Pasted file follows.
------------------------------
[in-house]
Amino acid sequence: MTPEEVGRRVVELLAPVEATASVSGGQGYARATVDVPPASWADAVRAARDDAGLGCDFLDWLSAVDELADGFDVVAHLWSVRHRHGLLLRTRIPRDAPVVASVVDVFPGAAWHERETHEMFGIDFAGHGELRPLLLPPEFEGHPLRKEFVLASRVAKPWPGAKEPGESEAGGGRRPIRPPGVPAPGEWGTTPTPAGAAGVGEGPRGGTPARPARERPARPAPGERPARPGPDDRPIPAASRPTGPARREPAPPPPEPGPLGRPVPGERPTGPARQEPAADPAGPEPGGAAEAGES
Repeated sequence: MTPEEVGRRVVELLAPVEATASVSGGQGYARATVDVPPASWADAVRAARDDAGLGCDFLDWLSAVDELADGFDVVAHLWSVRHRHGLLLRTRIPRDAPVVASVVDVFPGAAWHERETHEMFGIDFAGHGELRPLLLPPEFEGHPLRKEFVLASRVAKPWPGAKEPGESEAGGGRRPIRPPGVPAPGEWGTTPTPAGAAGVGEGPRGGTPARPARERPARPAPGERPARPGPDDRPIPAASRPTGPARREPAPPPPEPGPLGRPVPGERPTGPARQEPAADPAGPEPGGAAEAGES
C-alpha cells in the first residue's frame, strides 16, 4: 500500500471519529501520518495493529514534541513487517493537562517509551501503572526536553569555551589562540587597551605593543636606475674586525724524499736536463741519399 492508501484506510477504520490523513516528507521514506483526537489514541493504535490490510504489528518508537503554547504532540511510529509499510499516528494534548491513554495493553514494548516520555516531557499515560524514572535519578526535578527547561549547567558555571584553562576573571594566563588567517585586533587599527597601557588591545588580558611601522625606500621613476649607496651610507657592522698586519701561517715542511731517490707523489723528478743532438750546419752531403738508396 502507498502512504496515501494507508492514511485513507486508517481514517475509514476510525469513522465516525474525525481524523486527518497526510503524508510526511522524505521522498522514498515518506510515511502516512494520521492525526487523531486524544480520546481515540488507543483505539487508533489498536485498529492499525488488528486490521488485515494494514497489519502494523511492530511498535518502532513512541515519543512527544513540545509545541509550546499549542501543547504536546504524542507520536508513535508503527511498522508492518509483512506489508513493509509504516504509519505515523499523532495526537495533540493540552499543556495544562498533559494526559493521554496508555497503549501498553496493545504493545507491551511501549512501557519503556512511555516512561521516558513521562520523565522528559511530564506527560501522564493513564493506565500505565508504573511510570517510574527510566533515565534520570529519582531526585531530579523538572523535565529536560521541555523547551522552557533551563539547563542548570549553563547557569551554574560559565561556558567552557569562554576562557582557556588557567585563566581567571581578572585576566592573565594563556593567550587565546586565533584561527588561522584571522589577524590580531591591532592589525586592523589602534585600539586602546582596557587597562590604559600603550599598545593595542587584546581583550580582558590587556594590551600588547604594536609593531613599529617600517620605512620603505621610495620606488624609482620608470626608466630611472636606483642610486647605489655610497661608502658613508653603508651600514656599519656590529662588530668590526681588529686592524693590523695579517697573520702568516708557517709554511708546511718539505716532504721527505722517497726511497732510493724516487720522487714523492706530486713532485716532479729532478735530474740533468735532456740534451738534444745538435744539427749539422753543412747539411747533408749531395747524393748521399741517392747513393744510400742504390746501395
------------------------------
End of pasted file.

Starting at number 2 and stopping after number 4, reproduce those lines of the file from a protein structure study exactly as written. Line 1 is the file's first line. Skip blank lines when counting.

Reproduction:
Amino acid sequence: MTPEEVGRRVVELLAPVEATASVSGGQGYARATVDVPPASWADAVRAARDDAGLGCDFLDWLSAVDELADGFDVVAHLWSVRHRHGLLLRTRIPRDAPVVASVVDVFPGAAWHERETHEMFGIDFAGHGELRPLLLPPEFEGHPLRKEFVLASRVAKPWPGAKEPGESEAGGGRRPIRPPGVPAPGEWGTTPTPAGAAGVGEGPRGGTPARPARERPARPAPGERPARPGPDDRPIPAASRPTGPARREPAPPPPEPGPLGRPVPGERPTGPARQEPAADPAGPEPGGAAEAGES
Repeated sequence: MTPEEVGRRVVELLAPVEATASVSGGQGYARATVDVPPASWADAVRAARDDAGLGCDFLDWLSAVDELADGFDVVAHLWSVRHRHGLLLRTRIPRDAPVVASVVDVFPGAAWHERETHEMFGIDFAGHGELRPLLLPPEFEGHPLRKEFVLASRVAKPWPGAKEPGESEAGGGRRPIRPPGVPAPGEWGTTPTPAGAAGVGEGPRGGTPARPARERPARPAPGERPARPGPDDRPIPAASRPTGPARREPAPPPPEPGPLGRPVPGERPTGPARQEPAADPAGPEPGGAAEAGES
C-alpha cells in the first residue's frame, strides 16, 4: 500500500471519529501520518495493529514534541513487517493537562517509551501503572526536553569555551589562540587597551605593543636606475674586525724524499736536463741519399 492508501484506510477504520490523513516528507521514506483526537489514541493504535490490510504489528518508537503554547504532540511510529509499510499516528494534548491513554495493553514494548516520555516531557499515560524514572535519578526535578527547561549547567558555571584553562576573571594566563588567517585586533587599527597601557588591545588580558611601522625606500621613476649607496651610507657592522698586519701561517715542511731517490707523489723528478743532438750546419752531403738508396 502507498502512504496515501494507508492514511485513507486508517481514517475509514476510525469513522465516525474525525481524523486527518497526510503524508510526511522524505521522498522514498515518506510515511502516512494520521492525526487523531486524544480520546481515540488507543483505539487508533489498536485498529492499525488488528486490521488485515494494514497489519502494523511492530511498535518502532513512541515519543512527544513540545509545541509550546499549542501543547504536546504524542507520536508513535508503527511498522508492518509483512506489508513493509509504516504509519505515523499523532495526537495533540493540552499543556495544562498533559494526559493521554496508555497503549501498553496493545504493545507491551511501549512501557519503556512511555516512561521516558513521562520523565522528559511530564506527560501522564493513564493506565500505565508504573511510570517510574527510566533515565534520570529519582531526585531530579523538572523535565529536560521541555523547551522552557533551563539547563542548570549553563547557569551554574560559565561556558567552557569562554576562557582557556588557567585563566581567571581578572585576566592573565594563556593567550587565546586565533584561527588561522584571522589577524590580531591591532592589525586592523589602534585600539586602546582596557587597562590604559600603550599598545593595542587584546581583550580582558590587556594590551600588547604594536609593531613599529617600517620605512620603505621610495620606488624609482620608470626608466630611472636606483642610486647605489655610497661608502658613508653603508651600514656599519656590529662588530668590526681588529686592524693590523695579517697573520702568516708557517709554511708546511718539505716532504721527505722517497726511497732510493724516487720522487714523492706530486713532485716532479729532478735530474740533468735532456740534451738534444745538435744539427749539422753543412747539411747533408749531395747524393748521399741517392747513393744510400742504390746501395